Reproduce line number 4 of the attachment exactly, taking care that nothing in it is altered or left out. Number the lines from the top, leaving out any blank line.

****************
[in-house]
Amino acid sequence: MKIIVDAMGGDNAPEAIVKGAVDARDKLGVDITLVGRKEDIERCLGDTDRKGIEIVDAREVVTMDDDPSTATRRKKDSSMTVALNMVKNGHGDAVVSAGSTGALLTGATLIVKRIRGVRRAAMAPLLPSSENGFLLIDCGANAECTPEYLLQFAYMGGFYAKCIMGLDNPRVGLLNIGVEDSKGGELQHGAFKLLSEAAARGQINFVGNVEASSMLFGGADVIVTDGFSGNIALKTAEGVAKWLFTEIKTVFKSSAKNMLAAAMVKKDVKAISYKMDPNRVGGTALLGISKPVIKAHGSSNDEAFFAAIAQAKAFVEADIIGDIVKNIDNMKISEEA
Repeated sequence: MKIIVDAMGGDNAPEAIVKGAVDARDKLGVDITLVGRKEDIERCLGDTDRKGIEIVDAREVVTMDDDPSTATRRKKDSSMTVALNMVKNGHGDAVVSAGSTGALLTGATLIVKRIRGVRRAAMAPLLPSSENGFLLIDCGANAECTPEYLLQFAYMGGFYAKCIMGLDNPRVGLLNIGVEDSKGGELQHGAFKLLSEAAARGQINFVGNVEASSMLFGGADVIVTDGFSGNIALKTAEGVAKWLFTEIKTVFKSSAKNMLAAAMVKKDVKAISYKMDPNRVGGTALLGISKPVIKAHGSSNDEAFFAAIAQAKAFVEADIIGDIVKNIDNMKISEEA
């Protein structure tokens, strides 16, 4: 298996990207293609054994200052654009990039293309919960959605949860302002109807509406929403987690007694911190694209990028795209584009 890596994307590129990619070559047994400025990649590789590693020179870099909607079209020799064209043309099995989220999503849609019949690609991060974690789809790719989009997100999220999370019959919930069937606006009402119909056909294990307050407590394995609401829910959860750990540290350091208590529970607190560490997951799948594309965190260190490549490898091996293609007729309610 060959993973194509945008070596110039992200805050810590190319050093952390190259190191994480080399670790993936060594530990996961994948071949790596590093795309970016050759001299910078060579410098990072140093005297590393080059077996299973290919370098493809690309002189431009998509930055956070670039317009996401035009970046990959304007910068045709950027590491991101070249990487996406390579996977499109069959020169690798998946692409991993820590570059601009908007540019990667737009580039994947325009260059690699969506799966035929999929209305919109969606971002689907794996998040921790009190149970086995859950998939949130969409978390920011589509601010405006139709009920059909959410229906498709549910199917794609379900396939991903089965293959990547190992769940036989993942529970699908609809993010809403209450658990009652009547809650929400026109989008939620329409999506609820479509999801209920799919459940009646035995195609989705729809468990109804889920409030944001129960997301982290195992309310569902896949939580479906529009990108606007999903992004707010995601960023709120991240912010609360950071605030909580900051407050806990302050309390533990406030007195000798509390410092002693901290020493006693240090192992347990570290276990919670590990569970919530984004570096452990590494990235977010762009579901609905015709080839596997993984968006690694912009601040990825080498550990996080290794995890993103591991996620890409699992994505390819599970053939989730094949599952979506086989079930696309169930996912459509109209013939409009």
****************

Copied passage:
């Protein structure tokens, strides 16, 4: 298996990207293609054994200052654009990039293309919960959605949860302002109807509406929403987690007694911190694209990028795209584009 890596994307590129990619070559047994400025990649590789590693020179870099909607079209020799064209043309099995989220999503849609019949690609991060974690789809790719989009997100999220999370019959919930069937606006009402119909056909294990307050407590394995609401829910959860750990540290350091208590529970607190560490997951799948594309965190260190490549490898091996293609007729309610 060959993973194509945008070596110039992200805050810590190319050093952390190259190191994480080399670790993936060594530990996961994948071949790596590093795309970016050759001299910078060579410098990072140093005297590393080059077996299973290919370098493809690309002189431009998509930055956070670039317009996401035009970046990959304007910068045709950027590491991101070249990487996406390579996977499109069959020169690798998946692409991993820590570059601009908007540019990667737009580039994947325009260059690699969506799966035929999929209305919109969606971002689907794996998040921790009190149970086995859950998939949130969409978390920011589509601010405006139709009920059909959410229906498709549910199917794609379900396939991903089965293959990547190992769940036989993942529970699908609809993010809403209450658990009652009547809650929400026109989008939620329409999506609820479509999801209920799919459940009646035995195609989705729809468990109804889920409030944001129960997301982290195992309310569902896949939580479906529009990108606007999903992004707010995601960023709120991240912010609360950071605030909580900051407050806990302050309390533990406030007195000798509390410092002693901290020493006693240090192992347990570290276990919670590990569970919530984004570096452990590494990235977010762009579901609905015709080839596997993984968006690694912009601040990825080498550990996080290794995890993103591991996620890409699992994505390819599970053939989730094949599952979506086989079930696309169930996912459509109209013939409009």